Araba Ofori-Acquah is a healer, DJ, cultural curator and award-winning writer who practices and teaches an African-centred approach to wellness. Her journey to becoming a healer began with herself through experiencing first-hand the power of talking therapies, mind and body practices and meditation. Inspired to create safe spaces for other Black people, Araba studied different healing modalities, including a 200hr Yoga Teacher Training in India, an NHS-accredited Wellbeing Coach qualification and the study of Advanced Pranic Healing in Ghana. Her debut book 'Return to Source: Unlock the power of African-centred wellness' launches in April and is available to pre-order now at www.arabaoa.com/book
What was 12 year old Araba like? What did she want to be and did she ever imagine living on the continent?
12 year old Araba was living on the continent and hating it! I lived in Ghana between ages 10 and 14 and it was quite the culture shock having grown up in the UK. Add to that the fact I was separated from my mom, who stayed in the UK, and my brother who moved to Ghana with me but initially stayed with another family member, and it’s no wonder I didn’t love my first proper Ghana experience.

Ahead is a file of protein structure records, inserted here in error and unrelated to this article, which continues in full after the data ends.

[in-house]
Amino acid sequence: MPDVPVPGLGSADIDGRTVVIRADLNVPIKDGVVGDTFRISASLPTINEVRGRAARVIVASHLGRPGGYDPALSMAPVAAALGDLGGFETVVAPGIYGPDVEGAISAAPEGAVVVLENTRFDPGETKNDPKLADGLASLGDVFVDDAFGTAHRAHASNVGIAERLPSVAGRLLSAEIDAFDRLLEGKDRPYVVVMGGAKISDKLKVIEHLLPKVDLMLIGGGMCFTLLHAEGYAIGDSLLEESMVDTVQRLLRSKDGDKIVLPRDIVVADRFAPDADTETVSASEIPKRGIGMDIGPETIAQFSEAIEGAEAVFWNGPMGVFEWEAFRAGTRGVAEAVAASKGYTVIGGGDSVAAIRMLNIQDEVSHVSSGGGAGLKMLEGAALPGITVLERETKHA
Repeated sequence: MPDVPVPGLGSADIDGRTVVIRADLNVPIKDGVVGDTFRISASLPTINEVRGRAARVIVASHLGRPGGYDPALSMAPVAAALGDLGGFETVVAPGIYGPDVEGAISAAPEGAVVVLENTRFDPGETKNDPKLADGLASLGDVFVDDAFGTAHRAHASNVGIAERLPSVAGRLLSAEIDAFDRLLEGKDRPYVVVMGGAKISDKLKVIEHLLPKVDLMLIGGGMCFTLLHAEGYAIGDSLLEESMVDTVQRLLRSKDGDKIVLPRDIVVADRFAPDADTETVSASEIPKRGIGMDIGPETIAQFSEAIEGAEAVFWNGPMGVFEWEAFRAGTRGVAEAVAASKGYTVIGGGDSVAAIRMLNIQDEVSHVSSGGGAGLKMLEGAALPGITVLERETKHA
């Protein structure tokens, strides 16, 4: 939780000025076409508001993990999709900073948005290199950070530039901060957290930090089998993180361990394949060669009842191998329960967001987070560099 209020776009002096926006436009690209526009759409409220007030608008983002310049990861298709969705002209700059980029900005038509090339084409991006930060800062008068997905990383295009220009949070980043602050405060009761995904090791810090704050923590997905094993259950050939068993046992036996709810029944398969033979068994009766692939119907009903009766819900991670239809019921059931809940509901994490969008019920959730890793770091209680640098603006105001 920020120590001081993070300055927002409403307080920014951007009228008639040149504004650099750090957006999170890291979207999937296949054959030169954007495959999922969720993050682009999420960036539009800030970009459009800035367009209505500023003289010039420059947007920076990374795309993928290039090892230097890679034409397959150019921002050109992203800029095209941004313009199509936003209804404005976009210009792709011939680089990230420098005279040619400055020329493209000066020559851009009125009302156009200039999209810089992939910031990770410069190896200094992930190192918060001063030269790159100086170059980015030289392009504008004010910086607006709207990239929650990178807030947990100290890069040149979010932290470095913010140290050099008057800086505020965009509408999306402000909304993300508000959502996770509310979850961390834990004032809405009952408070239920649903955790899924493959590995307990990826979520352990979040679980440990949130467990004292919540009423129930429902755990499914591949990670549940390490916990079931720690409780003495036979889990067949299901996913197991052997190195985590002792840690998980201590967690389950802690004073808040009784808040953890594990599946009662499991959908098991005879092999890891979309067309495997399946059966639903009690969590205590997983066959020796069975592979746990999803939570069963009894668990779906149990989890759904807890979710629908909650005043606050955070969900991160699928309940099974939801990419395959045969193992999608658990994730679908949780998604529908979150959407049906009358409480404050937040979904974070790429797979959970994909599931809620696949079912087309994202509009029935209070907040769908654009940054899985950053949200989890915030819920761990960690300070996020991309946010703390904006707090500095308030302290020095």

I remember journaling a lot, writing songs and listening to Walt Baby Love’s RnB radio show religiously! At various points in my childhood (and adulthood to be honest) I wanted to have every career under the sun. What’s remained consistent is wanting to write (as an author, a journalist, a song writer), wanting to help people (as a lawyer, a therapist, a news reader if that counts) and wanting to be in show business (as a theatre babe, a pop star, a model). I think 12 year old me just wanted to have a BIG life, regardless of what the details were.In 2017, you left your corporate job in the UK to find work that felt more purposeful to you. What was the pivotal moment that made you decide, “I had enough. I want and will make a change in my life”?
I wouldn’t say I had one pivotal moment but rather lots of mini moments. Being put on antidepressants and signed off from work was one of those. Another was, months later, feeling ‘better’ but being back to the same old - work 9-5, pub 5-9, same people, same conversations, same challenges, no solutions. I remember looking at my life and asking a few key questions: